BEST PRACTICE #11 FOR PROPER USE OF CRIMINAL BACKGROUND CHECKS IN HIRING
Earlier this summer, a group of consultants got together with representatives from the National H.I.R.E. Network, the Lawyers’ Committee for Civil Rights Under Law and the National Workrights Institute to publish their recommendations for staying within the lines of the 2012 EEOC guidance on the use of criminal history checks in the course of background screening. Their publication, called Best Practice Standards: The Proper Use of Criminal Records in Hiring, is gaining attention from the industry not so much for being original, but for their conscious effort to deliver the advice that many HR are looking for.
Yet with 15 points of instruction detailed across 30 pages of content, some are still struggling to find time to review this consolidated viewpoint, instead choosing to ring our office for advice. Because Barada is already addressing many of their recommendations in the services we’re delivering to our clients, we thought it prudent to weigh in with our opinion as well point out just how we’re addressing the issue.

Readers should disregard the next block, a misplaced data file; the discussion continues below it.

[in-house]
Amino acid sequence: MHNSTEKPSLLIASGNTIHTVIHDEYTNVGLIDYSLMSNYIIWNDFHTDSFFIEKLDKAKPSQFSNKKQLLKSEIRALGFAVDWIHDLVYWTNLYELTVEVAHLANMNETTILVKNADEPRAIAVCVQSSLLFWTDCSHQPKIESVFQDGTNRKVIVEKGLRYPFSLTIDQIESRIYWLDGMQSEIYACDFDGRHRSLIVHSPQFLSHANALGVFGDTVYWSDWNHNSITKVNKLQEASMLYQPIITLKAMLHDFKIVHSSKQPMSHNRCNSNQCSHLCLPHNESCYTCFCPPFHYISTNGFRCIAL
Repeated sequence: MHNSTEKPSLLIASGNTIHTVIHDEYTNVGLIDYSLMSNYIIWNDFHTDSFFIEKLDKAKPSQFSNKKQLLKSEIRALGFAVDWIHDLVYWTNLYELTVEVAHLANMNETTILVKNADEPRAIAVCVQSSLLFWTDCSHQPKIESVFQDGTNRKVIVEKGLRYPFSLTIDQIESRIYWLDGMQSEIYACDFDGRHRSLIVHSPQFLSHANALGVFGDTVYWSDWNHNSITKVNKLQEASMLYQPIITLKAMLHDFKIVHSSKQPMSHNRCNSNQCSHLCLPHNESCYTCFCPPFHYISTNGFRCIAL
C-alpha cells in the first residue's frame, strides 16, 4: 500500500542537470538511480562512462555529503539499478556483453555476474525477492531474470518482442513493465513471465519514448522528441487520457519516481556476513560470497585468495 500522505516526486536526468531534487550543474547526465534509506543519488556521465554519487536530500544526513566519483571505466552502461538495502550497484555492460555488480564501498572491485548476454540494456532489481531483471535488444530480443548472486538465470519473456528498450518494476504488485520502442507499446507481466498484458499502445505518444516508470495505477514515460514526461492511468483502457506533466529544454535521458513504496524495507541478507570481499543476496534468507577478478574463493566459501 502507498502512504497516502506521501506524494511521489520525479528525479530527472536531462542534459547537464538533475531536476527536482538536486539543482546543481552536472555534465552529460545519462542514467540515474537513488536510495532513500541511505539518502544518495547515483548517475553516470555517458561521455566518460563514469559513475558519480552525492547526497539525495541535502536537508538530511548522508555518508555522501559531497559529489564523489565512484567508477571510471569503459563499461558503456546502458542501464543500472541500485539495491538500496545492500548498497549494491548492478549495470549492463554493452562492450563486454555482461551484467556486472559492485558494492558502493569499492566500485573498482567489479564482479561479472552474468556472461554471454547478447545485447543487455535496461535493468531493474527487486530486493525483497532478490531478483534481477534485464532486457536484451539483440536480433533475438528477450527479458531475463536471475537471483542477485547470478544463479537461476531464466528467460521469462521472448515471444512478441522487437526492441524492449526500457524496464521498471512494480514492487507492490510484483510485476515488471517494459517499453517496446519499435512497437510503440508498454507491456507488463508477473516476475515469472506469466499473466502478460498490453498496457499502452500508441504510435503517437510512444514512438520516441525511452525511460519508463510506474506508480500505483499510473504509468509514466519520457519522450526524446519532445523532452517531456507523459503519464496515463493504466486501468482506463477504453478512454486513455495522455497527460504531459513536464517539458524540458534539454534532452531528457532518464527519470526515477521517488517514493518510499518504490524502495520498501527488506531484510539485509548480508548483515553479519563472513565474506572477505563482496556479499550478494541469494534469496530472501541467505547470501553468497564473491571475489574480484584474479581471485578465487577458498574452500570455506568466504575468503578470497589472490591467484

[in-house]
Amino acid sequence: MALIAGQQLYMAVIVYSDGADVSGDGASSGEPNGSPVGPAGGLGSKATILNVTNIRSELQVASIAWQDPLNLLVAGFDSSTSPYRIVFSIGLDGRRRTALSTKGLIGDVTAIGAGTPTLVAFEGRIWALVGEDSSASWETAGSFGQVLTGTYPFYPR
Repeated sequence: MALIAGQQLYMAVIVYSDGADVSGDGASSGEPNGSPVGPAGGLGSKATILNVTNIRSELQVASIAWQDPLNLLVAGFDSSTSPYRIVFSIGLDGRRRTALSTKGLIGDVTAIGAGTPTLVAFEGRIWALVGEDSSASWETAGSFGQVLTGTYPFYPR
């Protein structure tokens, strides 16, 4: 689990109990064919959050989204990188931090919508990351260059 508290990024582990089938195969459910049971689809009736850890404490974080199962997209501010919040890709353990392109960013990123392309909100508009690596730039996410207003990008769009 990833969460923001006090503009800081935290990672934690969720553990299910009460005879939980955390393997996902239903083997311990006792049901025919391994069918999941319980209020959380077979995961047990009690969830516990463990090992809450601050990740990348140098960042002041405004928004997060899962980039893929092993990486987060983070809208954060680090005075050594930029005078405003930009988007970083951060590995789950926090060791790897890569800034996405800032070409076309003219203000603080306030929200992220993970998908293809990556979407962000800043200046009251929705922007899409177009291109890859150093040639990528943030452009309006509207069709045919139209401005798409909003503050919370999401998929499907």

Here’s point #11: ALL CHARGES RELATED TO A SINGLE INCIDENT SHOULD BE REPORTED AS A SINGLE ENTRY
This one can be confusing. What it amounts to is if an applicant was involved in a car accident and, as a result, was charged and convicted more than one offense, like, lets say, speeding, DWI, and vehicular homicide. It’s possible that those convictions will show up in more than one data base and, as a result, show up in more than one place in a criminal background check. The point that’s being made is if the same convictions show up in more than one data base the impression could be that the candidate has more convictions when, in fact, there are only three that resulted form that single incident – in this illustration, the original car accident. The solution that’s being suggested, therefore, is for CRAs to make sure that they only report the convictions that resulted from that one car accident once. Stated another way, CRAs are, therefore, being urged to clean up their criminal background checks to insure that any convictions resulting from one incident only appear once in a criminal background check.